Discussion of Issues Involved in Updating the CDC Policy and Procedures for Re-Release and Sharing of Jurisdiction-Provided Data in the National Notifiable Diseases Surveillance System

Wednesday, June 25, 2014: 1:00 PM
Ryman I, Renaissance Hotel
Ralph J Coates , Centers for Disease Control and Prevention, Atlanta, GA
Ruth Jajosky , Centers for Disease Control and Prevention, Atlanta, GA

Brief Summary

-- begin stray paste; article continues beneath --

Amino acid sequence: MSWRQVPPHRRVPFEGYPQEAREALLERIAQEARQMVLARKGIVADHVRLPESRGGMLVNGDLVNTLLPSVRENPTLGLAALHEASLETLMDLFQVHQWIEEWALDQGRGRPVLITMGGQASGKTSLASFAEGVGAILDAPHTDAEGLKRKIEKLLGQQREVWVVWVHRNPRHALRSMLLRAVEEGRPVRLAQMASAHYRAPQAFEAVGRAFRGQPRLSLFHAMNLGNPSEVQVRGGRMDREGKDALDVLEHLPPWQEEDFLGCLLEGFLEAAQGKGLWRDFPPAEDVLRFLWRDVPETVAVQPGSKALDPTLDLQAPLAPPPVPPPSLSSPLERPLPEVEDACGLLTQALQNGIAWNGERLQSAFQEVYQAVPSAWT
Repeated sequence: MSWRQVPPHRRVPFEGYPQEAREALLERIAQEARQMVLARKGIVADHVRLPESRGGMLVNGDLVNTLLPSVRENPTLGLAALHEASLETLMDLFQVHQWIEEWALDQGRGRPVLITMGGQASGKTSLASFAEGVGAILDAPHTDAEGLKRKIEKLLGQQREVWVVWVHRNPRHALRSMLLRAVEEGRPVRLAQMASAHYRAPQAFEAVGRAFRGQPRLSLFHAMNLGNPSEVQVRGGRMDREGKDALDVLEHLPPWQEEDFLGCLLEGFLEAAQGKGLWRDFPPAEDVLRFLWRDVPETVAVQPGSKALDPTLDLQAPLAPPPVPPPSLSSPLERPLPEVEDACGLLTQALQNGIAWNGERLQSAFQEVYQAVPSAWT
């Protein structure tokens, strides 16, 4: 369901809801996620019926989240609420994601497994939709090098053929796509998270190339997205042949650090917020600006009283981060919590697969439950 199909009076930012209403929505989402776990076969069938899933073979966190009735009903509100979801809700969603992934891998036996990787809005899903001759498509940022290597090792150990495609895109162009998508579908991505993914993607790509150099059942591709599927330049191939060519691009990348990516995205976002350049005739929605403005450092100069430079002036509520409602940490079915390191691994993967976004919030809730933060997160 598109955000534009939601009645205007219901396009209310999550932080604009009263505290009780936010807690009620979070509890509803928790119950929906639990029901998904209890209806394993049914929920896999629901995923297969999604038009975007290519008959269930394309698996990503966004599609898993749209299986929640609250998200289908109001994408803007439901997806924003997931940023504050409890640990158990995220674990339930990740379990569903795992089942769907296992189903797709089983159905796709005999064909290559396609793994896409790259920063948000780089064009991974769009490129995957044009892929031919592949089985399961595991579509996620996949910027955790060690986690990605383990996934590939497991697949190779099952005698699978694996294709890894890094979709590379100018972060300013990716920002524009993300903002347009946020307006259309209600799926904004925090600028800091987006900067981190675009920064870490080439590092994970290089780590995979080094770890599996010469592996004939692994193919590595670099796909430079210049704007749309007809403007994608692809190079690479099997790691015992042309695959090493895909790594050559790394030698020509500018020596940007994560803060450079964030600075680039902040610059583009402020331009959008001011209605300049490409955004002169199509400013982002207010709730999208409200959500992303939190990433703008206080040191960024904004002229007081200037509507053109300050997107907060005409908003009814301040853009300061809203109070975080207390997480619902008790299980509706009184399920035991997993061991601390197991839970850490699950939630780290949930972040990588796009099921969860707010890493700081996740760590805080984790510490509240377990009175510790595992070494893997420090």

The CDC’s Division of Health Informatics and Surveillance (DHIS) receives nationally notifiable diseases data from reporting jurisdictions, at which time the data become Federal records and are subject to Federal laws and regulations. DHIS’s sharing of state-provided data is guided by the 2003 CDC policy on releasing and sharing data and the 2005 CDC-CSTE Intergovernmental Data Release Guidelines Working Group report. The CDC-CSTE guidelines recognized the need to share data as broadly as possible with the public, health practitioners and researchers in order to advance public health and they provided guidance on policies and procedures to protect private, confidential information when data are released or shared. Since 2005, the data elements provided to CDC for NNDSS have increased and there have been changes in both issues and methods for protecting data. DHIS is in the process of updating the data release/data sharing guidelines and procedures for NNDSS data that DHIS publishes, releases in public use data sets, e.g., through WONDER, and shares through restricted access agreements. DHIS would like to discuss with CSTE members a number of specific issues that need to be addressed in the updated policy. These issues include, but are not limited to, the following: 1. How to best implement data use agreements with reporting jurisdictions and to identify representatives from each jurisdiction with whom to make the agreement. 2. What data elements are published, publicly released or shared. 3. Whether, with whom and how to share more detailed data sets through restricted access agreements. 4. Specific methods to protect confidentiality for published, for released and for shared data: a. removal of sensitive information, b. removal of identifiers, c. restricting data on combinations of indirect identifiers, and d. suppression or withholding of data based on unit suppression rules (e.g., numbers of cases or numbers of individuals in population numerators, defined geographically, demographically, or temporally). 5. How to best assure human subjects protection when data are shared for research. 6. What information to provide to jurisdictions on data release and data sharing and how. 7. What process to use to provide jurisdictions opportunity to review and comment on a “review draft” of the DHIS NNDSS data release/data sharing policy? Handouts with examples related to these issues will be provided at the session in order to make to discussion more specific and applied.